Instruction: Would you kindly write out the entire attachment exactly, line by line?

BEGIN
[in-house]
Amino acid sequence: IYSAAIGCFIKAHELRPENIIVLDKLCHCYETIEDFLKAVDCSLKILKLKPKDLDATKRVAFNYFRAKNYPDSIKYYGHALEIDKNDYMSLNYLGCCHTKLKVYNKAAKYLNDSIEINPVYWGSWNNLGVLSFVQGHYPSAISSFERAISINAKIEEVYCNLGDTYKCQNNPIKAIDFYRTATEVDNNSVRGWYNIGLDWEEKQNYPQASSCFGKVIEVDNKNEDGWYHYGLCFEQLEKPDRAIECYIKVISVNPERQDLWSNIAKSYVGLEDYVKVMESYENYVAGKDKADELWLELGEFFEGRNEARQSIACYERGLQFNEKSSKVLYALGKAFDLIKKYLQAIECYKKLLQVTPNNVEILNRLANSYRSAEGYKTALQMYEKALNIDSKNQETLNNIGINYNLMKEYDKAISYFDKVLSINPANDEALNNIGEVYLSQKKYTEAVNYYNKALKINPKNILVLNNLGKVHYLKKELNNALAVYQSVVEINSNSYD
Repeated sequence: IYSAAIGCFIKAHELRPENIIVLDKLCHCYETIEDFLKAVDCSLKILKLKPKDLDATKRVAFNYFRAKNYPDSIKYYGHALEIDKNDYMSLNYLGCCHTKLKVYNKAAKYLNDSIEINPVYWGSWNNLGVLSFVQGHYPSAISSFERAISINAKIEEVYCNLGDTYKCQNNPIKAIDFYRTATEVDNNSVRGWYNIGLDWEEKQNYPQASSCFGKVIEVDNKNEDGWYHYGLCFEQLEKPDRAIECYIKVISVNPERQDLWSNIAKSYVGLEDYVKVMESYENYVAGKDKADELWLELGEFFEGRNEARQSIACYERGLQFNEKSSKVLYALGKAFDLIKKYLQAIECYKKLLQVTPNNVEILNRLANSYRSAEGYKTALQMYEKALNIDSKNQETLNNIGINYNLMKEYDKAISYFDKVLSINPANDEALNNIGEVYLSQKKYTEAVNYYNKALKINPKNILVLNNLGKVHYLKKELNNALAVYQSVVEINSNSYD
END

[in-house]
Amino acid sequence: IYSAAIGCFIKAHELRPENIIVLDKLCHCYETIEDFLKAVDCSLKILKLKPKDLDATKRVAFNYFRAKNYPDSIKYYGHALEIDKNDYMSLNYLGCCHTKLKVYNKAAKYLNDSIEINPVYWGSWNNLGVLSFVQGHYPSAISSFERAISINAKIEEVYCNLGDTYKCQNNPIKAIDFYRTATEVDNNSVRGWYNIGLDWEEKQNYPQASSCFGKVIEVDNKNEDGWYHYGLCFEQLEKPDRAIECYIKVISVNPERQDLWSNIAKSYVGLEDYVKVMESYENYVAGKDKADELWLELGEFFEGRNEARQSIACYERGLQFNEKSSKVLYALGKAFDLIKKYLQAIECYKKLLQVTPNNVEILNRLANSYRSAEGYKTALQMYEKALNIDSKNQETLNNIGINYNLMKEYDKAISYFDKVLSINPANDEALNNIGEVYLSQKKYTEAVNYYNKALKINPKNILVLNNLGKVHYLKKELNNALAVYQSVVEINSNSYD
Repeated sequence: IYSAAIGCFIKAHELRPENIIVLDKLCHCYETIEDFLKAVDCSLKILKLKPKDLDATKRVAFNYFRAKNYPDSIKYYGHALEIDKNDYMSLNYLGCCHTKLKVYNKAAKYLNDSIEINPVYWGSWNNLGVLSFVQGHYPSAISSFERAISINAKIEEVYCNLGDTYKCQNNPIKAIDFYRTATEVDNNSVRGWYNIGLDWEEKQNYPQASSCFGKVIEVDNKNEDGWYHYGLCFEQLEKPDRAIECYIKVISVNPERQDLWSNIAKSYVGLEDYVKVMESYENYVAGKDKADELWLELGEFFEGRNEARQSIACYERGLQFNEKSSKVLYALGKAFDLIKKYLQAIECYKKLLQVTPNNVEILNRLANSYRSAEGYKTALQMYEKALNIDSKNQETLNNIGINYNLMKEYDKAISYFDKVLSINPANDEALNNIGEVYLSQKKYTEAVNYYNKALKINPKNILVLNNLGKVHYLKKELNNALAVYQSVVEINSNSYD